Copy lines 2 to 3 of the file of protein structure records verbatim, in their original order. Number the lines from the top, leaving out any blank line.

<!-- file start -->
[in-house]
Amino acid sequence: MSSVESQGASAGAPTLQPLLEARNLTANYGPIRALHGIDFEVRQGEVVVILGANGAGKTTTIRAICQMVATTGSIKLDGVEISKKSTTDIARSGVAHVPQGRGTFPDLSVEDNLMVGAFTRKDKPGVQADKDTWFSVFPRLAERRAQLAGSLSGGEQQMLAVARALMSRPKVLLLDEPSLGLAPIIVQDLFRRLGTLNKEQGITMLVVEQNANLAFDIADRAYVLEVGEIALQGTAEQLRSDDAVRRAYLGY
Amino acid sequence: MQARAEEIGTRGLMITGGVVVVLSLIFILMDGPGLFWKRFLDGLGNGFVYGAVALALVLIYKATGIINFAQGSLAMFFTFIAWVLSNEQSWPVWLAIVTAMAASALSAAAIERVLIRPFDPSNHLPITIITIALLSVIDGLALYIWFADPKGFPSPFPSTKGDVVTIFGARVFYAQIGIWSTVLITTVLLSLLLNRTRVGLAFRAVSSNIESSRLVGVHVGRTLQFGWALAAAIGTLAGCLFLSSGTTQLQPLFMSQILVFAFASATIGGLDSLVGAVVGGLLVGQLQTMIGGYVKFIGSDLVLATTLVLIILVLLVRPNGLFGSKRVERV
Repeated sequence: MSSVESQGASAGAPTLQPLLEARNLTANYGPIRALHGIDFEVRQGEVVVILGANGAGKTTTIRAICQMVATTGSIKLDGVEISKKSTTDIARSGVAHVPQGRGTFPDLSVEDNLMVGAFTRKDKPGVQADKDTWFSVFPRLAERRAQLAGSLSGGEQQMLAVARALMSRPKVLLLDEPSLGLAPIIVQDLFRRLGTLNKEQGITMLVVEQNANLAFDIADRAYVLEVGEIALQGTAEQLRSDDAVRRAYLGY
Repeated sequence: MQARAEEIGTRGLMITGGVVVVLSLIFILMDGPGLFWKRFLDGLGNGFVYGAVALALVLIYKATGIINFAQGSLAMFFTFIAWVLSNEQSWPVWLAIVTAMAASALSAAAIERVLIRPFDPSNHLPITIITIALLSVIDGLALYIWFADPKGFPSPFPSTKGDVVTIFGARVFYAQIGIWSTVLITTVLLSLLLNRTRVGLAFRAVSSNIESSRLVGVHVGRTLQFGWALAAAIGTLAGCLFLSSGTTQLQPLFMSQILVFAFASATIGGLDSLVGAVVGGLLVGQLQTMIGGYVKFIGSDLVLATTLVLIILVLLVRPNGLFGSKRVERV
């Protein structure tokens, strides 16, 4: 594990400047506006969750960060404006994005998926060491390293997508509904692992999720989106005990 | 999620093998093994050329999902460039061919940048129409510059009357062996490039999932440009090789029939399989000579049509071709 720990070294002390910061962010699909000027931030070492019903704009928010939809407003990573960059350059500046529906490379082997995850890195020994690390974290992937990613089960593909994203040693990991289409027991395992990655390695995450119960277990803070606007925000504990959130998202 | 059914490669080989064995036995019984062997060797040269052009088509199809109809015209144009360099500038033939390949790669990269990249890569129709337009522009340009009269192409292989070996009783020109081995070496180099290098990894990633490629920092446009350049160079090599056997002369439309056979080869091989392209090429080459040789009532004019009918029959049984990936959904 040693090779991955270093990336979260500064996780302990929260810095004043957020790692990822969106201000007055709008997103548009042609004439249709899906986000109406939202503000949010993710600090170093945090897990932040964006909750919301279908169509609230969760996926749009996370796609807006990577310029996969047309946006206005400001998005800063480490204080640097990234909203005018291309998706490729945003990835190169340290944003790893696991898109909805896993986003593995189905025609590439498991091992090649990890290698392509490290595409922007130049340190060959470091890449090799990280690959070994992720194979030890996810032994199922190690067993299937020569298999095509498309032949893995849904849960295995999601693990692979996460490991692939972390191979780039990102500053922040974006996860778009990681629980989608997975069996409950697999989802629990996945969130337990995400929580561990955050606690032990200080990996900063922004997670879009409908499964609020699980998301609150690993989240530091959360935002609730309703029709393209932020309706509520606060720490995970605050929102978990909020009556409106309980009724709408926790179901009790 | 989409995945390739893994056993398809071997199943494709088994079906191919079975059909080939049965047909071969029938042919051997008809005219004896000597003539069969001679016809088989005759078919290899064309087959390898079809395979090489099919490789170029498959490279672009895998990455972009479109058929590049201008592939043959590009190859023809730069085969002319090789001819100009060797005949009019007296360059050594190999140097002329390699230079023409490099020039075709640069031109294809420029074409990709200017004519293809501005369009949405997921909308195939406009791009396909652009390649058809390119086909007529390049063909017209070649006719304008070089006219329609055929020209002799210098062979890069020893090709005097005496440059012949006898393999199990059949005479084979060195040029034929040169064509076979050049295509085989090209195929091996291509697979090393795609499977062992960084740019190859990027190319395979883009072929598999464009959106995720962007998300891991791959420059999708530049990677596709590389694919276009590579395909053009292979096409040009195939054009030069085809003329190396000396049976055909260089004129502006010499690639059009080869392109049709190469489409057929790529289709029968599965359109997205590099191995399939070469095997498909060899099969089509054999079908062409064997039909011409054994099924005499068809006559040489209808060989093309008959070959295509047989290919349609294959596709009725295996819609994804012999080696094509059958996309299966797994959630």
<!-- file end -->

Amino acid sequence: MSSVESQGASAGAPTLQPLLEARNLTANYGPIRALHGIDFEVRQGEVVVILGANGAGKTTTIRAICQMVATTGSIKLDGVEISKKSTTDIARSGVAHVPQGRGTFPDLSVEDNLMVGAFTRKDKPGVQADKDTWFSVFPRLAERRAQLAGSLSGGEQQMLAVARALMSRPKVLLLDEPSLGLAPIIVQDLFRRLGTLNKEQGITMLVVEQNANLAFDIADRAYVLEVGEIALQGTAEQLRSDDAVRRAYLGY
Amino acid sequence: MQARAEEIGTRGLMITGGVVVVLSLIFILMDGPGLFWKRFLDGLGNGFVYGAVALALVLIYKATGIINFAQGSLAMFFTFIAWVLSNEQSWPVWLAIVTAMAASALSAAAIERVLIRPFDPSNHLPITIITIALLSVIDGLALYIWFADPKGFPSPFPSTKGDVVTIFGARVFYAQIGIWSTVLITTVLLSLLLNRTRVGLAFRAVSSNIESSRLVGVHVGRTLQFGWALAAAIGTLAGCLFLSSGTTQLQPLFMSQILVFAFASATIGGLDSLVGAVVGGLLVGQLQTMIGGYVKFIGSDLVLATTLVLIILVLLVRPNGLFGSKRVERV